Monday, 05 November 2012 16:30 | By Annette Tan

Of buffets and beef

W Singapore-Sentosa Cove brings with it two new restaurants for foodies to flock to

Popiah with Alaskan crabmeat

Popiah with Alaskan crabmeat

SINGAPORE - Those familiar with the hip W hotel brand know that its signature restaurants are usually called Kitchen or Kitchen Table.

At the recently opened W Singapore Sentosa Cove, it's the latter. Kitchen Table is the hotel's main restaurant that serves buffet meals, along with a rambling a la carte menu of everything from gourmet burgers and sandwiches, to contemporary dishes like ocean trout saltimbocca.

The buffets here are extremely good value for money, which is noteworthy given our national penchant for all-you-can-eat deals.

The S$45 breakfast buffet provides eggs cooked a la minute, alongside a varied spread, from mee goreng and rice porridge, to sausages and pancakes.

At lunch and dinner (S$58), stations serving Japanese, Indian and international fare, next to others that turn out Asian noodles, dim sum and pizza feed those with hearty appetites well.

Chilli crab.

Chilli crab.

Meanwhile, a section of the a la carte menu offers food that is "closer to home" - in other words, classic Singaporean dishes given a luxe twist. Think nasi lemak served with deep-fried crispy squab (S$32) in place of the traditional chicken wing, or satay made from king prawns and served with a peanut and macadamia sauce (S$40). These dishes are by no means cheap, but they do offer a more accessible taste of local fare to less intrepid foreign guests who prefer to eschew the hawker centre. They are also a nice way to impress guests from out of town if that's on your agenda.

The must-try dish from that menu is the fresh popiah with Alaskan crabmeat (S$28). The fresh, springy popiah skin hugs a filling made of yam bean (bangkuang) that has been carefully cut into thick matchsticks so that they hold their crunch even after being braised in a sauce that is rich with fermented soybeans (tau cheo). The crabmeat adds a sweet kick to it all and lifts all those robust flavours.

Nasi lemak with crispy squab. Photo by JASON HO

Nasi lemak with crispy squab. Photo by JASON HO

The nasi lemak with squab is also worth trying, though it might be a good idea to share it between two or more people. While the rice is richly infused with coconut milk and goes well with the crispy squab and peppy sambal, the dish does get a little monotonous after a couple of mouthfuls.

Also good was the chilli crab (S$35), which is a drier, less spicy, but more sophisticated cousin of the classic Singaporean dish. What missed the mark, though, was the tagine-inspired lamb biryani (S$26), which was more like a mild pilaf, and the Angus beef shin rendang (S$36) that needed more cooking time to render it meltingly tender.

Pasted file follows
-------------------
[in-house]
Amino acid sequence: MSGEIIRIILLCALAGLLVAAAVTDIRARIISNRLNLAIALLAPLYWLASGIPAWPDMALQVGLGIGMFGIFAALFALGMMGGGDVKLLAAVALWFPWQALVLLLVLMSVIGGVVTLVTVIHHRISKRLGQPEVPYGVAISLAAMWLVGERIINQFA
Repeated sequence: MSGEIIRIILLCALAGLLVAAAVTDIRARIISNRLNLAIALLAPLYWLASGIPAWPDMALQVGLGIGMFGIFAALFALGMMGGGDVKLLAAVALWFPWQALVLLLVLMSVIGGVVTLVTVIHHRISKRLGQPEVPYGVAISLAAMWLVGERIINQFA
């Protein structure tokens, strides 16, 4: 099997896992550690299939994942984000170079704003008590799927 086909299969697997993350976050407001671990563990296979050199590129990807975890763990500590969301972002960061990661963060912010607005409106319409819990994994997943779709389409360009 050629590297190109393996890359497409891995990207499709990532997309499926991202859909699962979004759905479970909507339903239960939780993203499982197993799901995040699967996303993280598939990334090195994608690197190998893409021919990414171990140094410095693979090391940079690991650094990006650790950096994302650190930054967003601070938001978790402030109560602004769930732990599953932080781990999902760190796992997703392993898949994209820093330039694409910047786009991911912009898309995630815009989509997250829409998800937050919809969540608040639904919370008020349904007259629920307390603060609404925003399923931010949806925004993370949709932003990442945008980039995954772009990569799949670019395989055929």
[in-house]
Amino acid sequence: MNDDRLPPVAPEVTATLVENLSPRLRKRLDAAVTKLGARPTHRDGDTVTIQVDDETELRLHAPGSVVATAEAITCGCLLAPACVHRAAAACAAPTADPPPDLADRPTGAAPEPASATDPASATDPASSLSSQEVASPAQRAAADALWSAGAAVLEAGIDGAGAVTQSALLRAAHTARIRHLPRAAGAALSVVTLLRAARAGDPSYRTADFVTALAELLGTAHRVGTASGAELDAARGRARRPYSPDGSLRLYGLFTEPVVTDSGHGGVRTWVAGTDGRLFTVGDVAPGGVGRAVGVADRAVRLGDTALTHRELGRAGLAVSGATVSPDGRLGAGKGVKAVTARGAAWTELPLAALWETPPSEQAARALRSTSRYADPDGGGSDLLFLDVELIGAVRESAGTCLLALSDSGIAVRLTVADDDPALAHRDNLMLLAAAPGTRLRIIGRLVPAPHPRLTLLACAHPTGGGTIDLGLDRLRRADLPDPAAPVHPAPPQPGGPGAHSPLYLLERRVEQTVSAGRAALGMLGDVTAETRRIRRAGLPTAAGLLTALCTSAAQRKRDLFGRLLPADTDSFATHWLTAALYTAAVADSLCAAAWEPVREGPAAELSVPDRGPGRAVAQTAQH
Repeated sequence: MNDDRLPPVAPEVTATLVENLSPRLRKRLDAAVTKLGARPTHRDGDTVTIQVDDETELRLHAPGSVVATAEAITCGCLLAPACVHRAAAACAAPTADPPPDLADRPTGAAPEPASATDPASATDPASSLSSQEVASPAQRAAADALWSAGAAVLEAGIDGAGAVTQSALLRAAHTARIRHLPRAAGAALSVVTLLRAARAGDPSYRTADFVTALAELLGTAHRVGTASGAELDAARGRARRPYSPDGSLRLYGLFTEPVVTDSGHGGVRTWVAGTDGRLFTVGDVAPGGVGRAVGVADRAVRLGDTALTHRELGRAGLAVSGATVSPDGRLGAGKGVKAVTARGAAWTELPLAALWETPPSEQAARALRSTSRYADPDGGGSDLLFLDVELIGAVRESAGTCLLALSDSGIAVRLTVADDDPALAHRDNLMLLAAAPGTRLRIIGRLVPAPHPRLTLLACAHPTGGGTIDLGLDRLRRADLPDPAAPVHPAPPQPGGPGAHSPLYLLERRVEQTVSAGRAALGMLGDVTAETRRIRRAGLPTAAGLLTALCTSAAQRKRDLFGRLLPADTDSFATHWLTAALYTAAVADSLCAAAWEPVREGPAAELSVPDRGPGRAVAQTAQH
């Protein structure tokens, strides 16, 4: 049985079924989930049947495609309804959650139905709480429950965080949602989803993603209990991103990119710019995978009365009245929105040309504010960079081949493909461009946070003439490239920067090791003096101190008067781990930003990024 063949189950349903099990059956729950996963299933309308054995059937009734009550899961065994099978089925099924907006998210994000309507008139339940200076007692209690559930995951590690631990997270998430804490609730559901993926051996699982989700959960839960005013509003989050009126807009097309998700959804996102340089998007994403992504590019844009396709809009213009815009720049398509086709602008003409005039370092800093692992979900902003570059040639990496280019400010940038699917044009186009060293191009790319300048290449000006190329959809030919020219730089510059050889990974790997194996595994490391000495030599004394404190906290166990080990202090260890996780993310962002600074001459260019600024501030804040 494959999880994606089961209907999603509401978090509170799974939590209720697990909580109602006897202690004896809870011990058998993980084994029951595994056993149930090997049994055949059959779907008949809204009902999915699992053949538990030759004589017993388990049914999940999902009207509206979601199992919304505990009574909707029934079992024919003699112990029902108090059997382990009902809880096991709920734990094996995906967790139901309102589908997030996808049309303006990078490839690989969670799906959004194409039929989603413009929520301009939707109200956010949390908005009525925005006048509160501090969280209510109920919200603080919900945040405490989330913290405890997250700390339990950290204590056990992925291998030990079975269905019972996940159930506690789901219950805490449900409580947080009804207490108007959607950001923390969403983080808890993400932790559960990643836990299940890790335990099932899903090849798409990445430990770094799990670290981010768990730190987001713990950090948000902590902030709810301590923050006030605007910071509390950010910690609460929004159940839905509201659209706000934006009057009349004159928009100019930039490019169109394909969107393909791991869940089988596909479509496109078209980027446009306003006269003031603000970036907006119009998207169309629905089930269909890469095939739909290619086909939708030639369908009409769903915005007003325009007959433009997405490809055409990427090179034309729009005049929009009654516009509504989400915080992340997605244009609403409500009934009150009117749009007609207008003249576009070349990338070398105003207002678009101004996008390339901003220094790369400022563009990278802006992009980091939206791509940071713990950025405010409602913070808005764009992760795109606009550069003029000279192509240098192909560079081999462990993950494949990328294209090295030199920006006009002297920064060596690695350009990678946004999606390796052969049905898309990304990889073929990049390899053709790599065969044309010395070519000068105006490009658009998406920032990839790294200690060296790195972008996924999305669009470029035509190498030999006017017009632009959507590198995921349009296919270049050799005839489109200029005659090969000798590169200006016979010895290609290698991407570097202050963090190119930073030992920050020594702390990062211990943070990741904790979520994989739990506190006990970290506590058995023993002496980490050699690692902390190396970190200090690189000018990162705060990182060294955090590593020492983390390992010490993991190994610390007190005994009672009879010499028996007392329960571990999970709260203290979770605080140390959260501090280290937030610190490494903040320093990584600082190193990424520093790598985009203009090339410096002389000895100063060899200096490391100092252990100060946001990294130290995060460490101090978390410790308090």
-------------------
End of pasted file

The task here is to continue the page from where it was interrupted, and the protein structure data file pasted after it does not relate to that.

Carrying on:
And here's the beef


Full-blood Wagyu shirt steaks hold their own, as does the spear-caught tuna. Photo by JASON HO

Full-blood Wagyu shirt steaks hold their own, as does the spear-caught tuna. Photo by JASON HO

Across the hall from Kitchen Table is the new grill restaurant Skirt. It takes its name from the cut of beef that is essentially the cow's diaphragm, so naturally, the skirt steak here is its speciality. The Blackmore Australian full-blood 9+ Wagyu skirt steaks are imported exclusively for the restaurant. Generally, skirt steaks are lean cuts that need a deft chef with shrewd timing to get it tender and succulent. Overcook it by seconds, and it becomes tough and dry. As the 9+ Wagyu (the highest marbling score for Australian Wagyu) has a greater fat content, the skirt steaks here are more luscious and tender than their average cousins. It has deep and rounded flavours with a smooth texture that's almost like fatty tuna. And for S$44, it is an absolute steal. There are other cuts from Argentinian, Australian and American grass-fed cows as well, but it was the skirt that impressed the most.

What also impressed was Skirt's mixologist Navin Raj. This young, affable chap made some of the most outstanding cocktails and mocktails that we've had in a while, and is remarkably intuitive when it comes to pinning down what his guests want.

Helming the kitchen is Australian chef Andrew Nocente, who last worked at Jason Atherton's Table No. 1 in Shanghai. He's brought with him a modern approach to cooking with dishes such as a tartar made from Tajima 9+ Wagyu beef with radish, beetroot and made-from-scratch beef jerky (S$42). In this dish, the pieces of raw, fatty beef practically melt in the mouth and are paired with the bright flavours of capers and the smoky, crispy tendrils of jerky, which are like beef crisps.

Also outstanding was a dish of spear-caught bluefin tuna sashimi doused in a refreshing ponzu sauce and served with avocado puree and shards of wasabi "styrofoam" (S$45). The fish's texture was practically creamy and the melange of flavours and textures extremely enjoyable - lush, sharp, rich and zesty.

Sure, these non-steak dishes might be pricey, but there should be some comfort in knowing that the steaks are very affordable. They start from S$35 for a Tajima Australian crossbred Wagyu rump and S$40 for a 350g Argentinian grass-fed Angus rib-eye, and go up to S$155 for a 250g Blackmore full-blood 9+ Wagyu. (Which actually works out to be the same if you dined in any other upscale grill restaurant.)

W Singapore Sentosa Cove
Where: 21 Ocean Way, Sentosa Cove

Kitchen Table
Telephone: 6808 7268
Opening hours: Daily 6am to midnight

Telephone: 6808 7278
Opening hours: Daily 7pm to midnight, closed on Monday

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